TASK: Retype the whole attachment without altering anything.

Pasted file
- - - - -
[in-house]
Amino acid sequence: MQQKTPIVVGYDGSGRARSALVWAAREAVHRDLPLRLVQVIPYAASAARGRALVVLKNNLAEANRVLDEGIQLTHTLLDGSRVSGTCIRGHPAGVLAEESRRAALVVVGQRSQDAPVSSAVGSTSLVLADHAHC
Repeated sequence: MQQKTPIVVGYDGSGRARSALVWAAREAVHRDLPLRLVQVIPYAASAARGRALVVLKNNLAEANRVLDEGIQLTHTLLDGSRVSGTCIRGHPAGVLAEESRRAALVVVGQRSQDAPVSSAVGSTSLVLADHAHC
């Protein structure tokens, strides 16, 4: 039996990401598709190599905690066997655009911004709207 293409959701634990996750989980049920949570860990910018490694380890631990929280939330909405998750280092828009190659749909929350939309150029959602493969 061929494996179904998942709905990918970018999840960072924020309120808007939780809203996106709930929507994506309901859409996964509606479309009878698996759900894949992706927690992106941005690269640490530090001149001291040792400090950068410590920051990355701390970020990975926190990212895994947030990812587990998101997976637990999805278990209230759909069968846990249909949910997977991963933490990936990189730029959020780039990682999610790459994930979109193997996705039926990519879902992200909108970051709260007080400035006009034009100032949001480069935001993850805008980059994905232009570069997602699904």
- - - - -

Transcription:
[in-house]
Amino acid sequence: MQQKTPIVVGYDGSGRARSALVWAAREAVHRDLPLRLVQVIPYAASAARGRALVVLKNNLAEANRVLDEGIQLTHTLLDGSRVSGTCIRGHPAGVLAEESRRAALVVVGQRSQDAPVSSAVGSTSLVLADHAHC
Repeated sequence: MQQKTPIVVGYDGSGRARSALVWAAREAVHRDLPLRLVQVIPYAASAARGRALVVLKNNLAEANRVLDEGIQLTHTLLDGSRVSGTCIRGHPAGVLAEESRRAALVVVGQRSQDAPVSSAVGSTSLVLADHAHC
């Protein structure tokens, strides 16, 4: 039996990401598709190599905690066997655009911004709207 293409959701634990996750989980049920949570860990910018490694380890631990929280939330909405998750280092828009190659749909929350939309150029959602493969 061929494996179904998942709905990918970018999840960072924020309120808007939780809203996106709930929507994506309901859409996964509606479309009878698996759900894949992706927690992106941005690269640490530090001149001291040792400090950068410590920051990355701390970020990975926190990212895994947030990812587990998101997976637990999805278990209230759909069968846990249909949910997977991963933490990936990189730029959020780039990682999610790459994930979109193997996705039926990519879902992200909108970051709260007080400035006009034009100032949001480069935001993850805008980059994905232009570069997602699904």